I’m not sure how anyone could switch to PowerPoint after using Keynote. I can’t even get into that. And the autosave and versioning of other Apps is phenomenal. I also just can’t see how those features would switch someone to another applications. Document sync will be super easy in Mountain Lion; we’re just waiting for OS X to catch up with iOS. I, personally, find that normal as technology can’t happen in perfect synchronization.

    3. I used find my iPhone last week to recover a stolen iPad. It was FANTASTIC. We went with the police to the location 25 mi. from where it was stolen. About 2 am No one was home, and the police couldn’t see it through the window, so I made it beep and then they just had to wait until the thieves got home or until they could get a warrant at 6. By 4:30 am we were headed home with our iPad unmolested!! Awesome!!

  2. Off the point but I need some iPhone help. Is there a little snitch type app I could put on the iPhone? My phone keeps sending tons of data (AT&T) when I’m sleeping. Up to 4-5 gigs in a month. On the bill it states data to “phone” and AT&T won’t tell me who or what because of “Data Privacy.”

      1. I’ve got an AT&T app that tracks usage and they send text about usage. What I need to find out is who or what the phone is calling and sending information too. I’ve started shutting the phone off at night, I have cellular data shut off and keep the iPhone on wi-fi at all times. I have a nice looking dumb phone.

        1. Because of the sandboxed nature of iOS apps, you won’t have a universal app that tells you specifically how much each app you have open is consuming bandwidth, as each app’s API is closed off from another app. Only Apple has internal API callouts and are permitted to implement them.

          So what you will have are apps that tell you the global consumption at any one time. By selectively opening one app per night and watching overnight consumption you will have a rough idea of each app’s consumption activity.

          I’m afraid there’s no better way than a trial and error approach.

          P.S. The first thing I would do is turn off the porn torrenting you have happening in the background….(j/k)….

    1. Let me get this right:

      Your Phone, Your Cellular Contract, Your Bill.
      Said device under said terms is consuming GIGABYTES of data, while you are sleeping.

      AT&T cites “privacy” as a resin not to assist you?

      Who’s freaking privacy are they protecting? Personally, I would lawyer up. I find that to be outrageous…

      But back to the issue, you are sure it is a night? HOW? iCloud perhaps?

  3. I think Apple’s attempts to add a social dimension to iCloud for the forthcoming WWDC 2012 is a complete joke. Who the hell wants to share photos and videos through iCloud with friends when there are other better services available like Facebook and Flickr. It’s just enormously stupid and shows Tim Cook’s lack of focus on productivity issues that plague iCloud. Yes, let’s follow the Facebook path to stupiddom, that should help Apple’s image. What the hell?!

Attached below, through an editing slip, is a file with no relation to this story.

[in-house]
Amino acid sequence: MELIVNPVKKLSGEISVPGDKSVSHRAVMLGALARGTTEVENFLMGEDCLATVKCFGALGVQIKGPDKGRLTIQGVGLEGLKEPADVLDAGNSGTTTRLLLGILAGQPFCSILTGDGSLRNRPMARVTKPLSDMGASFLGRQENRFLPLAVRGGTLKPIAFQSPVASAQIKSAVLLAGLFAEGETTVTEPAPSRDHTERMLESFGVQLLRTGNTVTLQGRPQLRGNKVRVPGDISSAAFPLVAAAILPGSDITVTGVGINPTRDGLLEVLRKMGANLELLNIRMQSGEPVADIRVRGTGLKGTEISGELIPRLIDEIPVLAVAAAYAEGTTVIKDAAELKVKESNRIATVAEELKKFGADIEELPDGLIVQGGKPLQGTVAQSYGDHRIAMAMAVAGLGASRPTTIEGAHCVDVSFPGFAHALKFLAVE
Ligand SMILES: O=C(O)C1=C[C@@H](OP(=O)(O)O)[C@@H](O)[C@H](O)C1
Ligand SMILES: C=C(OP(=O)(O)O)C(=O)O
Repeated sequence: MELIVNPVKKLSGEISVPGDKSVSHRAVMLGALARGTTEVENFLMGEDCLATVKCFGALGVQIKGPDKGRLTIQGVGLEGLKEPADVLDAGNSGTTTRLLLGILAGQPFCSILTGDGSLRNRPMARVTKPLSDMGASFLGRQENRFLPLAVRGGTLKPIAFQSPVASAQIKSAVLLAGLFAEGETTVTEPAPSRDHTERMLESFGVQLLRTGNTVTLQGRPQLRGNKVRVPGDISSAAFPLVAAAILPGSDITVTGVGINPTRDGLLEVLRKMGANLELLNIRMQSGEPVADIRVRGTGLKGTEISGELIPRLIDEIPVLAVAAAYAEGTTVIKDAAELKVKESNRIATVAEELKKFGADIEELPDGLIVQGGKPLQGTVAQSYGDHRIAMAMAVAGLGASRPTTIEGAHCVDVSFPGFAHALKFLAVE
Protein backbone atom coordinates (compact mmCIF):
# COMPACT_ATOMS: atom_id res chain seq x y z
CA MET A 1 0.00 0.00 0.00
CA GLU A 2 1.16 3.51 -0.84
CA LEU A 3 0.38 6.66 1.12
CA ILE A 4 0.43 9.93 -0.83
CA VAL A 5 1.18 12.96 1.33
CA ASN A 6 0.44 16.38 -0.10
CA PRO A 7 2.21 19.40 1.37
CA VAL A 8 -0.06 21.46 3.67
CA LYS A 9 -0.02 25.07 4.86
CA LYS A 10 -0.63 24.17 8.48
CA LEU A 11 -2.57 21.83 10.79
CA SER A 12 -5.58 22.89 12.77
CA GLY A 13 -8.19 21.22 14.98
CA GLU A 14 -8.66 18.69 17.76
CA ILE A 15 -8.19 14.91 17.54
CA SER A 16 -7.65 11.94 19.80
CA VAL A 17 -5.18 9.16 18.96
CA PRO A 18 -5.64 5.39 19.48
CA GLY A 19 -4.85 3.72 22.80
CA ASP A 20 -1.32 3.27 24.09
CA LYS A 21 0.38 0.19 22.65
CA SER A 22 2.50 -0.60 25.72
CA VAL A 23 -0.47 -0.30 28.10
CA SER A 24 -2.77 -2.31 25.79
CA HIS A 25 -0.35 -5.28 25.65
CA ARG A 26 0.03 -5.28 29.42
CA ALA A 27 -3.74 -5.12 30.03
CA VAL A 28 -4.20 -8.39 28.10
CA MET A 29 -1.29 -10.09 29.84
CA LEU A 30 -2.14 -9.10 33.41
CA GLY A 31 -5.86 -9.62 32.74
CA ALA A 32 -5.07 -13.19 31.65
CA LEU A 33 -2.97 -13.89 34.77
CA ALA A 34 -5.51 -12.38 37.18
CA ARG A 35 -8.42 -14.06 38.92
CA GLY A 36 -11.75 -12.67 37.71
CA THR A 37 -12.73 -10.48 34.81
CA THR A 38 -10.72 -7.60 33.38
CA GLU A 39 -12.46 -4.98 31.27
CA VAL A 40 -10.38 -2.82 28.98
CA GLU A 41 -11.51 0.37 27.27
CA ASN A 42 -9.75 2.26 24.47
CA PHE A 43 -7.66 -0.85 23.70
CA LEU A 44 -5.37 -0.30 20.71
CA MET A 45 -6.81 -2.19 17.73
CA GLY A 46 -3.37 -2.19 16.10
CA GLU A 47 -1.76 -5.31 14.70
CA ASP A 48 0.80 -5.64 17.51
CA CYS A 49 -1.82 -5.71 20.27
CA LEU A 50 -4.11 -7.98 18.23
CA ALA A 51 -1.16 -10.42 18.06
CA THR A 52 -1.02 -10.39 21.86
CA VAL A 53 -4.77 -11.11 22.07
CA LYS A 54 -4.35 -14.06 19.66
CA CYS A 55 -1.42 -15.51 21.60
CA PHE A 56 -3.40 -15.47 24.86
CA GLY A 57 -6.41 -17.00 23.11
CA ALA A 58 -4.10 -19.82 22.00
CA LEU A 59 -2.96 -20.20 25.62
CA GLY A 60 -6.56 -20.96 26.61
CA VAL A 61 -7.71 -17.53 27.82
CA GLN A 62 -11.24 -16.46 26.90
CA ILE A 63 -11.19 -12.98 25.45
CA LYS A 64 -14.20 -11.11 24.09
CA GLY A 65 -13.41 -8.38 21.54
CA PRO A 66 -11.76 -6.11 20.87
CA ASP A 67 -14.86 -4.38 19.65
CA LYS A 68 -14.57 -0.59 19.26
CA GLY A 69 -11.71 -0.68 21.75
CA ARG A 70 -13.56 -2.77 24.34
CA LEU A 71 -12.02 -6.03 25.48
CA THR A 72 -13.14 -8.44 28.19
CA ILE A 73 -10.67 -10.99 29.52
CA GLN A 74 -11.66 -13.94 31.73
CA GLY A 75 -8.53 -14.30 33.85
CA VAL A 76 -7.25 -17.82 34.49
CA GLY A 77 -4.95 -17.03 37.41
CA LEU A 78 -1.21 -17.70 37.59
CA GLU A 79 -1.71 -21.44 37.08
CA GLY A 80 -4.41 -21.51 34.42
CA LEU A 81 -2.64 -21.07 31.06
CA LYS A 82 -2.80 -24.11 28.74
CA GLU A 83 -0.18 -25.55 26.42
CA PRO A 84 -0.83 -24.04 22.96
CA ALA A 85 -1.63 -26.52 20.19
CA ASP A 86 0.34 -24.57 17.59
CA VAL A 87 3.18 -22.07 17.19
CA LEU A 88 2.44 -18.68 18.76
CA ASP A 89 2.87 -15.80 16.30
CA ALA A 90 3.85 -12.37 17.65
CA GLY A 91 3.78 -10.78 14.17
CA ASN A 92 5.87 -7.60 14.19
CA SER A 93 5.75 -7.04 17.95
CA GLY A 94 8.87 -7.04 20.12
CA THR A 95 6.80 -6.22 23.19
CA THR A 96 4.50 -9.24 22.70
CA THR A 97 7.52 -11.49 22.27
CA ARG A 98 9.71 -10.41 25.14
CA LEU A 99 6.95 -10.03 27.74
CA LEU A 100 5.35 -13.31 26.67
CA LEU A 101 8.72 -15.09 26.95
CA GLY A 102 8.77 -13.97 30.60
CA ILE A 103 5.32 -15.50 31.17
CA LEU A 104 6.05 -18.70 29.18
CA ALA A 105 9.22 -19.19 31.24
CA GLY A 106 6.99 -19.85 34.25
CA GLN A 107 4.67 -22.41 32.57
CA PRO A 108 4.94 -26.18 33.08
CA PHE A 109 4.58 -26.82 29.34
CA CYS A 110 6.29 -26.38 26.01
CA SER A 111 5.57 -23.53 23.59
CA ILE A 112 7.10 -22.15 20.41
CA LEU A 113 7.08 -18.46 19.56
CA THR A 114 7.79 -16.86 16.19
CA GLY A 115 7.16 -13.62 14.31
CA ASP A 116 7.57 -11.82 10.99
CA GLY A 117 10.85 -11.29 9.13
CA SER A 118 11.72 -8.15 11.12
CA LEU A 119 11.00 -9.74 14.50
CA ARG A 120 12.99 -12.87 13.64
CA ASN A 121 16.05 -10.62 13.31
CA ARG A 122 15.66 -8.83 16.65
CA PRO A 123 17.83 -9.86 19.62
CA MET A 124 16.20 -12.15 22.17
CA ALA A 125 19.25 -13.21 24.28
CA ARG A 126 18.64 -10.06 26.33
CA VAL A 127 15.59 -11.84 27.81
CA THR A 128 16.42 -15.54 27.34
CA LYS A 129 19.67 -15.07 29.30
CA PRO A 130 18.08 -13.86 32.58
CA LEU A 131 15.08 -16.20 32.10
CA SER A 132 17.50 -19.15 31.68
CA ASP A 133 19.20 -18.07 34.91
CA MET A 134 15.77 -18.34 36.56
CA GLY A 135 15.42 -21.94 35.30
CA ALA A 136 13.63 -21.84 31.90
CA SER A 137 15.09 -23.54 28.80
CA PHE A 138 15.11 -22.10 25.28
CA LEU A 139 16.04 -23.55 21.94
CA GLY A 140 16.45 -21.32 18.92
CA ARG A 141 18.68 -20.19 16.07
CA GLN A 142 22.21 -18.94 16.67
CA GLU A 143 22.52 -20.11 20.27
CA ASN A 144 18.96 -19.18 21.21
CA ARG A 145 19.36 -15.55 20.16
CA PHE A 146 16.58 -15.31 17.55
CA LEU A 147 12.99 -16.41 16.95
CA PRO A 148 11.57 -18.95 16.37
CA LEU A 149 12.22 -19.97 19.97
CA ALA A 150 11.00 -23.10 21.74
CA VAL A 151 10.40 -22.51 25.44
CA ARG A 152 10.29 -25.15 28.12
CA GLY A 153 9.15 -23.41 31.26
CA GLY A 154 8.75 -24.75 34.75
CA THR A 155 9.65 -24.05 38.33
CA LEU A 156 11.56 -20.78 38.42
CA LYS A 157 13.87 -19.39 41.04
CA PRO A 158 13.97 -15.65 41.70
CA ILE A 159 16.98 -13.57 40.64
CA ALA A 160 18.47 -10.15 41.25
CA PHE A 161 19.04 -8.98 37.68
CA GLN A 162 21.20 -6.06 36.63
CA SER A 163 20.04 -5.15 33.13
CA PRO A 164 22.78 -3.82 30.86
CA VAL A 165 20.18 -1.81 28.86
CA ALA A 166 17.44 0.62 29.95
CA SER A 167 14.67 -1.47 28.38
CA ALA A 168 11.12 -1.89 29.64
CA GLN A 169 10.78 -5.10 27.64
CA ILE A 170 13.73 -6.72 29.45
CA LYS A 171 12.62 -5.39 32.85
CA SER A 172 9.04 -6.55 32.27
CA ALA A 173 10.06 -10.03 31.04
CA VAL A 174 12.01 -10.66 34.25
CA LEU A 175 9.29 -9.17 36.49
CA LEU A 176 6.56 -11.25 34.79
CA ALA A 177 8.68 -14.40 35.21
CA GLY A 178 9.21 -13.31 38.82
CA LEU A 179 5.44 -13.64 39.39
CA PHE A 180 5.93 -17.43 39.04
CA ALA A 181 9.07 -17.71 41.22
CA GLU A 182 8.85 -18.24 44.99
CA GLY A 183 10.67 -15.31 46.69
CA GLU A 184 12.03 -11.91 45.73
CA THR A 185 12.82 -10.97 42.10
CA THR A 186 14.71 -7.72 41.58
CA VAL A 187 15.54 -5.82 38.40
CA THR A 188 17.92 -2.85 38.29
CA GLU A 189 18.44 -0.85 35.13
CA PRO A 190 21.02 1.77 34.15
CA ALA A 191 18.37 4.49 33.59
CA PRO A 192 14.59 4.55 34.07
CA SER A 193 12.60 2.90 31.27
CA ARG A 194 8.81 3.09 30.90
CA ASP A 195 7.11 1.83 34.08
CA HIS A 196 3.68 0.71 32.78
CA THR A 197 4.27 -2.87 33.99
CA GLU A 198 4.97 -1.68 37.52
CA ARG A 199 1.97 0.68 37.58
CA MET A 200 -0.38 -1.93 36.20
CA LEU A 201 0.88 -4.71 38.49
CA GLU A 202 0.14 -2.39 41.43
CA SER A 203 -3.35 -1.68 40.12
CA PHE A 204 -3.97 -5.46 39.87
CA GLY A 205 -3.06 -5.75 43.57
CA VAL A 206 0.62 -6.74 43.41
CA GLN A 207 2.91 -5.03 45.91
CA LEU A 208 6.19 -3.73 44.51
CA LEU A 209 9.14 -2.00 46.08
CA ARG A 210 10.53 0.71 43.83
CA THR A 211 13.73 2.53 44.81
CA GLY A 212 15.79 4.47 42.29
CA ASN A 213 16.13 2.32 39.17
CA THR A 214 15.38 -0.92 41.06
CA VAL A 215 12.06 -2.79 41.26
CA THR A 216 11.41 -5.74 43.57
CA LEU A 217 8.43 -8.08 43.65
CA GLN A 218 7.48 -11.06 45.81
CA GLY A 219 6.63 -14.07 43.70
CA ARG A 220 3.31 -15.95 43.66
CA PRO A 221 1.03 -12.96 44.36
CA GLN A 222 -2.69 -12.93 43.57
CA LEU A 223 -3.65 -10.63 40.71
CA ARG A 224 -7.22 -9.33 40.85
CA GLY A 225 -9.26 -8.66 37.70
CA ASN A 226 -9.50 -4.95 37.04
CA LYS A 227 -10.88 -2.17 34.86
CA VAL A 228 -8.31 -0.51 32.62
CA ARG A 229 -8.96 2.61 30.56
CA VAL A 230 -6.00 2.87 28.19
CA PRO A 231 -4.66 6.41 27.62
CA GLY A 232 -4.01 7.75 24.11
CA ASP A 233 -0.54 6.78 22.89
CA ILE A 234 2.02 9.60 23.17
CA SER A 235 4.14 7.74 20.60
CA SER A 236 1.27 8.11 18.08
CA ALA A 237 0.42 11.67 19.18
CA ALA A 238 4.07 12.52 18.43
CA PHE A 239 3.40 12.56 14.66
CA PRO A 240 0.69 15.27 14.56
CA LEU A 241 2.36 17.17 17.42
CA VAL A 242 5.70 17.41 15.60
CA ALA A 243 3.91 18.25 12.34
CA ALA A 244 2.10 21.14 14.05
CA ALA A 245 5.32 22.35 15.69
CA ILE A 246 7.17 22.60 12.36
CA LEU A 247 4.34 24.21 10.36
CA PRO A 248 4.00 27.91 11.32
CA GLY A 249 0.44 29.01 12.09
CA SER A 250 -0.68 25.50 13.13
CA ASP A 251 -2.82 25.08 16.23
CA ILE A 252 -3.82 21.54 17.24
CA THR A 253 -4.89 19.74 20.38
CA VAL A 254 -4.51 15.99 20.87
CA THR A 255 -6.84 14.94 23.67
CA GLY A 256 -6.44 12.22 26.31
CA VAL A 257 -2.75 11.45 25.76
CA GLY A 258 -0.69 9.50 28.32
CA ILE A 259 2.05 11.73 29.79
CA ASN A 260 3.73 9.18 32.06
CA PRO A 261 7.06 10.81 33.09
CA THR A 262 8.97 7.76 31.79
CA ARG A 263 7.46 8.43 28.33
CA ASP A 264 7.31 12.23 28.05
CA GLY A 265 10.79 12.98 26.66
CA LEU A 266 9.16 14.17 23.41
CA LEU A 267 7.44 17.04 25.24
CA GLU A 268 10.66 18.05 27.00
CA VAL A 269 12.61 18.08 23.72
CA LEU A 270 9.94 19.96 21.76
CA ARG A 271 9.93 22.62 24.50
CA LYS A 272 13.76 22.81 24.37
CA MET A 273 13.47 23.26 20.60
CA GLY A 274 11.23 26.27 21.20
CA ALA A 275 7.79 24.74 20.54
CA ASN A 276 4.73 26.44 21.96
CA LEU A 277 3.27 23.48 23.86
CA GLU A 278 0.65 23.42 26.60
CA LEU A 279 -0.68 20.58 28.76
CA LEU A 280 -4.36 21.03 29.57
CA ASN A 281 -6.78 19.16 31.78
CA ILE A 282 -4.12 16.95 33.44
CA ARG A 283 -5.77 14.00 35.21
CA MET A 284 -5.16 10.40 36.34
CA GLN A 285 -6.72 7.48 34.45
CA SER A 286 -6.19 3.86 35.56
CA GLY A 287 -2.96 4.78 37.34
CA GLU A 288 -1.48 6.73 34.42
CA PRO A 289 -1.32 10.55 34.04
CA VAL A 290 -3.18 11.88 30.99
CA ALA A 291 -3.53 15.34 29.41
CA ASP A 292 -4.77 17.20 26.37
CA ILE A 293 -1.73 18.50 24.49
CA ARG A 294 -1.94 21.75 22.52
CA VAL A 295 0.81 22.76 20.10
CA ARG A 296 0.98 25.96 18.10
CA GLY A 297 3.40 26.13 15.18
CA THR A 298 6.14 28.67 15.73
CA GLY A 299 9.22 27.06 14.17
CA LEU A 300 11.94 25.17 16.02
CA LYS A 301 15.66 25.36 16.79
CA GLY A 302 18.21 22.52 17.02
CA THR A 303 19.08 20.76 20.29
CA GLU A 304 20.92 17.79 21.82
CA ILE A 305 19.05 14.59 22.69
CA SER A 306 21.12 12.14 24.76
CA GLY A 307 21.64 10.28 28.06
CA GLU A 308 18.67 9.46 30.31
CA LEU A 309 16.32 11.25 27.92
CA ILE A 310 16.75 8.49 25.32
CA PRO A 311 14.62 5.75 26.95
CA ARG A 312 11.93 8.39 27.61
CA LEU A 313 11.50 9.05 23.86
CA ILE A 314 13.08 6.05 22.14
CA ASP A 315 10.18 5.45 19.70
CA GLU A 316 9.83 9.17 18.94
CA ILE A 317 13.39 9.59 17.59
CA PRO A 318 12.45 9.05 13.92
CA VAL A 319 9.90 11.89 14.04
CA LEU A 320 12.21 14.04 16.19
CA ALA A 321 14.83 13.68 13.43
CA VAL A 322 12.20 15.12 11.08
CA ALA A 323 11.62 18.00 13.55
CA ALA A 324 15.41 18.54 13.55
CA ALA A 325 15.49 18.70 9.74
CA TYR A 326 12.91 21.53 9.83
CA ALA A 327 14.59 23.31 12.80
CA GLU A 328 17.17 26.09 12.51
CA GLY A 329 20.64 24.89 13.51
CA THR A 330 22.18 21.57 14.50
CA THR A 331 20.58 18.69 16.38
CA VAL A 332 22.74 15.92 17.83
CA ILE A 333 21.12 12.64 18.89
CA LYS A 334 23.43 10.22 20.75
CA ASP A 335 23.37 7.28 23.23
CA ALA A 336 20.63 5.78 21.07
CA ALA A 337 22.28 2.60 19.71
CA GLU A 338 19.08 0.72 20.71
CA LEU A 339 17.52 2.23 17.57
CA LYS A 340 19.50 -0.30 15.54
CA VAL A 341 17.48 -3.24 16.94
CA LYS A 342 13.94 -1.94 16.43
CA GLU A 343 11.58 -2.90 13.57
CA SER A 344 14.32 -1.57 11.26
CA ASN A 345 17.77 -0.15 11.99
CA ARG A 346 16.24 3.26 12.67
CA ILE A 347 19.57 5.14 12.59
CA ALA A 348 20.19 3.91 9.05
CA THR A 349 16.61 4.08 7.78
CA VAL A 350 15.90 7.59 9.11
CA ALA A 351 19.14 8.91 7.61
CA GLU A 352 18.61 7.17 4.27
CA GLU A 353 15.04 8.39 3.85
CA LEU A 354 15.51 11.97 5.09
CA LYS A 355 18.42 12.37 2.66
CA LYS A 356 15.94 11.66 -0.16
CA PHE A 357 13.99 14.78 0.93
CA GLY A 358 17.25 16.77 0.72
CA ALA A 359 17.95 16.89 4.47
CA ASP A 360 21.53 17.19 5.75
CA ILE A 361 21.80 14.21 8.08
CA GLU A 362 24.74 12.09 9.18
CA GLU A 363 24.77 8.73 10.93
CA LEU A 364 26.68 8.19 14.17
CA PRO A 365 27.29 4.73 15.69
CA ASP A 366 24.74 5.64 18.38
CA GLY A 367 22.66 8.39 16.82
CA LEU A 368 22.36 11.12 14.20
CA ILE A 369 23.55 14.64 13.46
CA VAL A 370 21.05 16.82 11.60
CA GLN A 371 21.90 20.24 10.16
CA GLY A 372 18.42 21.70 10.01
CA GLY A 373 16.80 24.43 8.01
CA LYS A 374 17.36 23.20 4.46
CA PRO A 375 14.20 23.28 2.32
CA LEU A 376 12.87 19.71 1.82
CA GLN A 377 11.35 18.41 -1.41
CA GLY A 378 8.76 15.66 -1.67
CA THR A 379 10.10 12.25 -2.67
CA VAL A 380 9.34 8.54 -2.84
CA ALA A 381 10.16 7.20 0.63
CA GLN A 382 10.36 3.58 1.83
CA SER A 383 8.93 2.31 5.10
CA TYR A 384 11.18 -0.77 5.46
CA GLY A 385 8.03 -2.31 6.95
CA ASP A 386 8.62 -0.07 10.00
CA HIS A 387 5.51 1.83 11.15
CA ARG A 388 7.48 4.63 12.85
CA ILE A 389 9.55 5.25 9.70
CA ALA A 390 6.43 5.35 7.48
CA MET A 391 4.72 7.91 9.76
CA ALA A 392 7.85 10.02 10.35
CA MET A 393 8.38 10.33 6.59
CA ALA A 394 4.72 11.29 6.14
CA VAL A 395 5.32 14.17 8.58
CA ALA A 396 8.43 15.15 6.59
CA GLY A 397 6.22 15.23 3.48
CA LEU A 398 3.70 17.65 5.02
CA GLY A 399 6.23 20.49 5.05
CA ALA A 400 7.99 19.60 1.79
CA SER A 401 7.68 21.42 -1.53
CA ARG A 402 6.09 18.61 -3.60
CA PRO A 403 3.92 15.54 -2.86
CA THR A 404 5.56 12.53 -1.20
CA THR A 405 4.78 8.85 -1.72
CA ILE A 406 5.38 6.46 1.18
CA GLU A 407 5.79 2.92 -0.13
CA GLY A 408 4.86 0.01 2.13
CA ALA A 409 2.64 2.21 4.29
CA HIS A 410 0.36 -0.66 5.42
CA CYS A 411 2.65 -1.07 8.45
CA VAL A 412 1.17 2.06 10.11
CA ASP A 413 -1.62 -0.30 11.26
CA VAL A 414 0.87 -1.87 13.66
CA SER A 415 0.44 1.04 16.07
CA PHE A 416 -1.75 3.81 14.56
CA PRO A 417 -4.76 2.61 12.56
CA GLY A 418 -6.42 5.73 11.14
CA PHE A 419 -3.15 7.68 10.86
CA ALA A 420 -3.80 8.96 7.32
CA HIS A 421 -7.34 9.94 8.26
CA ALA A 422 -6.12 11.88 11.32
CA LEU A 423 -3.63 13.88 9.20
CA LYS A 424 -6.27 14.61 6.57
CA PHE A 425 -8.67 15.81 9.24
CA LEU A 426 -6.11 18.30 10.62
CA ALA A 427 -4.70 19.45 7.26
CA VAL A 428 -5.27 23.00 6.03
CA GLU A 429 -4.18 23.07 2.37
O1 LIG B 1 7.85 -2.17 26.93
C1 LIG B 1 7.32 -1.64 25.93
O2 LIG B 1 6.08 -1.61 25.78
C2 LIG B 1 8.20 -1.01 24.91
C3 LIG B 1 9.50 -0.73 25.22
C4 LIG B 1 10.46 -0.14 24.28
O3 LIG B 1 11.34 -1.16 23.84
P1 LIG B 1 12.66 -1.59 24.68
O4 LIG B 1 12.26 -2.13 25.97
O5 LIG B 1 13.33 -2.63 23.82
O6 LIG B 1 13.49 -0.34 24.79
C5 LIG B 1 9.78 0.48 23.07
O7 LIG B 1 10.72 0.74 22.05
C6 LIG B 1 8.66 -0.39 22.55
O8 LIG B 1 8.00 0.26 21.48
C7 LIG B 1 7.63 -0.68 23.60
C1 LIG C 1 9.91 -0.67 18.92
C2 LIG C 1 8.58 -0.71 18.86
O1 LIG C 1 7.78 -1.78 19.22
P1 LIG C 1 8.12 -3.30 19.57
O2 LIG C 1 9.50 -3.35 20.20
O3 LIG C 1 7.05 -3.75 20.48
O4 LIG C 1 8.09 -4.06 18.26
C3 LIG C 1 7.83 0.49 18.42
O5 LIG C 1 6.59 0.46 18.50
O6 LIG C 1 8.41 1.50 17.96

iCloud should at minimum add functionality to retrieve, edit and upload documents from my Mac to the cloud and not have to log into to fetch a copy of the document, then upload again to the cloud, more often than not changing editing attributes, and increasing file size 2X.

    Apple, you’ve fallen asleep at the wheel with the lousy unchanged iPhone 4S. Now with the lousy collaborative tools in iCloud, you’ve turned yourself into a giggling social network focused teen.

  4. Actually, iCloud and Dropbox are entirely different products. iCloud document syncing is a one-way street. iCloud may be easier to use, but Dropbox is far more flexible if you want to move files back and forth between Macs and mobile devices.

    1. How is iCloud Documents easier than Dropbox??
      ‘Maybe’ on the iPad for Keynote and Pages but then to get it onto the Mac is nonintuitive. Dropbox is very easy and versatile and accessible on the iPad and iPhone as well. iDisk was intuitive as well… but iCloud is just worthless.

  5. iCloud was already a major part of WWDC last year. Apple wants developers to support it, so it will be a major part of WWDC this year, too.


  6. iCloud backup is my new hero.

    My iPhone freaked out on me during a recent software update and I had to do a restore. I was very worried as I had video on it of my fourth child being born back in March and I hadn’t done a physical sync with a MacBook in LOOONG time. So I restored from iCloud and * poof * overnight all of my precious photos and videos came back along with all of my other stuff.